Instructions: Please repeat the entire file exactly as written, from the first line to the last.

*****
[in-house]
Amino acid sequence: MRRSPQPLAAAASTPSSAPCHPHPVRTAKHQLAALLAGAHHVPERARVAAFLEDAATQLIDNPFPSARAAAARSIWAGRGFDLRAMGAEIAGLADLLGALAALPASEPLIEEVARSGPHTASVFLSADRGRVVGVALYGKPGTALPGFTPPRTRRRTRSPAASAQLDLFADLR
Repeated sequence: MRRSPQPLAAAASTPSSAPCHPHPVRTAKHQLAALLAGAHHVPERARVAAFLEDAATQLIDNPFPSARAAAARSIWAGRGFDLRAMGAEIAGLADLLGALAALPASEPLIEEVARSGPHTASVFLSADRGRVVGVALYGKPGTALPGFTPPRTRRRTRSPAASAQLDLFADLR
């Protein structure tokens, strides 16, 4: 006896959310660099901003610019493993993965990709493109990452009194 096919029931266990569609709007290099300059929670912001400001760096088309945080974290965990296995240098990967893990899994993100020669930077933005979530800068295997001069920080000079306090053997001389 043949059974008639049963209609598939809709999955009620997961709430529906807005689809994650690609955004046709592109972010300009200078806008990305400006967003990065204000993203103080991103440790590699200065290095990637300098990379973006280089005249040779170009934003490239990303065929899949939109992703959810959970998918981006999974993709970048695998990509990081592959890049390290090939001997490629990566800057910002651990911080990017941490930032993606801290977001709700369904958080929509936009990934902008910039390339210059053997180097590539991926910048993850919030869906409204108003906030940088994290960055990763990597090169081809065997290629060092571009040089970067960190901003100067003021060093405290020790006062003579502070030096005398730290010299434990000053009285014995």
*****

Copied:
[in-house]
Amino acid sequence: MRRSPQPLAAAASTPSSAPCHPHPVRTAKHQLAALLAGAHHVPERARVAAFLEDAATQLIDNPFPSARAAAARSIWAGRGFDLRAMGAEIAGLADLLGALAALPASEPLIEEVARSGPHTASVFLSADRGRVVGVALYGKPGTALPGFTPPRTRRRTRSPAASAQLDLFADLR
Repeated sequence: MRRSPQPLAAAASTPSSAPCHPHPVRTAKHQLAALLAGAHHVPERARVAAFLEDAATQLIDNPFPSARAAAARSIWAGRGFDLRAMGAEIAGLADLLGALAALPASEPLIEEVARSGPHTASVFLSADRGRVVGVALYGKPGTALPGFTPPRTRRRTRSPAASAQLDLFADLR
């Protein structure tokens, strides 16, 4: 006896959310660099901003610019493993993965990709493109990452009194 096919029931266990569609709007290099300059929670912001400001760096088309945080974290965990296995240098990967893990899994993100020669930077933005979530800068295997001069920080000079306090053997001389 043949059974008639049963209609598939809709999955009620997961709430529906807005689809994650690609955004046709592109972010300009200078806008990305400006967003990065204000993203103080991103440790590699200065290095990637300098990379973006280089005249040779170009934003490239990303065929899949939109992703959810959970998918981006999974993709970048695998990509990081592959890049390290090939001997490629990566800057910002651990911080990017941490930032993606801290977001709700369904958080929509936009990934902008910039390339210059053997180097590539991926910048993850919030869906409204108003906030940088994290960055990763990597090169081809065997290629060092571009040089970067960190901003100067003021060093405290020790006062003579502070030096005398730290010299434990000053009285014995």